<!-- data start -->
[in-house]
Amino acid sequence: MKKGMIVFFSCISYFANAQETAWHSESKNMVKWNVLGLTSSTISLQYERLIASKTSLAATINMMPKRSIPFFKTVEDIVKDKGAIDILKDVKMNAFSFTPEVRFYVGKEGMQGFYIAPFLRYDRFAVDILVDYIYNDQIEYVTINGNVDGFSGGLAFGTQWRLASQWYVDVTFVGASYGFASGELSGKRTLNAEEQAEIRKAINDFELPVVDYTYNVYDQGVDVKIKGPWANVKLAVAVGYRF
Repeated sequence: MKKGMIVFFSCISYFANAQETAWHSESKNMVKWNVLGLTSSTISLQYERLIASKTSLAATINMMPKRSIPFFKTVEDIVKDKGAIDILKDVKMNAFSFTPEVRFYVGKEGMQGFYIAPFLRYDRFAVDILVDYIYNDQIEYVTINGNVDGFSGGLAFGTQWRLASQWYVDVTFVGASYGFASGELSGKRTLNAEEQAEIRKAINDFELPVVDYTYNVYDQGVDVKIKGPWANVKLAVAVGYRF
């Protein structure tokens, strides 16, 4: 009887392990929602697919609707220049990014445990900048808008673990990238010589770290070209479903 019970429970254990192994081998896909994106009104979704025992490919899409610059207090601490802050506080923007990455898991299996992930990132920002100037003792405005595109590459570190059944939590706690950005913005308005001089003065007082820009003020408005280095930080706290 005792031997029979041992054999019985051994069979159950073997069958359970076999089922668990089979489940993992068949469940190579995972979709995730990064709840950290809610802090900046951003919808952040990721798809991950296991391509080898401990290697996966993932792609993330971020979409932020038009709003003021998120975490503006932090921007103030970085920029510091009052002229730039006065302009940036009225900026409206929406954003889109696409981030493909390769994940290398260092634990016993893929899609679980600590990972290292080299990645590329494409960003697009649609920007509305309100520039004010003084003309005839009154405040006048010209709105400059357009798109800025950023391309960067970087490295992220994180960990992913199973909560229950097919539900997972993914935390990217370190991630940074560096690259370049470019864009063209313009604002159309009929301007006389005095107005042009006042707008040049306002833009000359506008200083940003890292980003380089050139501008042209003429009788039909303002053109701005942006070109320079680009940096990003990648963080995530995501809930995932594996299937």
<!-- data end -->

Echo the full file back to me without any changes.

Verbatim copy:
[in-house]
Amino acid sequence: MKKGMIVFFSCISYFANAQETAWHSESKNMVKWNVLGLTSSTISLQYERLIASKTSLAATINMMPKRSIPFFKTVEDIVKDKGAIDILKDVKMNAFSFTPEVRFYVGKEGMQGFYIAPFLRYDRFAVDILVDYIYNDQIEYVTINGNVDGFSGGLAFGTQWRLASQWYVDVTFVGASYGFASGELSGKRTLNAEEQAEIRKAINDFELPVVDYTYNVYDQGVDVKIKGPWANVKLAVAVGYRF
Repeated sequence: MKKGMIVFFSCISYFANAQETAWHSESKNMVKWNVLGLTSSTISLQYERLIASKTSLAATINMMPKRSIPFFKTVEDIVKDKGAIDILKDVKMNAFSFTPEVRFYVGKEGMQGFYIAPFLRYDRFAVDILVDYIYNDQIEYVTINGNVDGFSGGLAFGTQWRLASQWYVDVTFVGASYGFASGELSGKRTLNAEEQAEIRKAINDFELPVVDYTYNVYDQGVDVKIKGPWANVKLAVAVGYRF
């Protein structure tokens, strides 16, 4: 009887392990929602697919609707220049990014445990900048808008673990990238010589770290070209479903 019970429970254990192994081998896909994106009104979704025992490919899409610059207090601490802050506080923007990455898991299996992930990132920002100037003792405005595109590459570190059944939590706690950005913005308005001089003065007082820009003020408005280095930080706290 005792031997029979041992054999019985051994069979159950073997069958359970076999089922668990089979489940993992068949469940190579995972979709995730990064709840950290809610802090900046951003919808952040990721798809991950296991391509080898401990290697996966993932792609993330971020979409932020038009709003003021998120975490503006932090921007103030970085920029510091009052002229730039006065302009940036009225900026409206929406954003889109696409981030493909390769994940290398260092634990016993893929899609679980600590990972290292080299990645590329494409960003697009649609920007509305309100520039004010003084003309005839009154405040006048010209709105400059357009798109800025950023391309960067970087490295992220994180960990992913199973909560229950097919539900997972993914935390990217370190991630940074560096690259370049470019864009063209313009604002159309009929301007006389005095107005042009006042707008040049306002833009000359506008200083940003890292980003380089050139501008042209003429009788039909303002053109701005942006070109320079680009940096990003990648963080995530995501809930995932594996299937």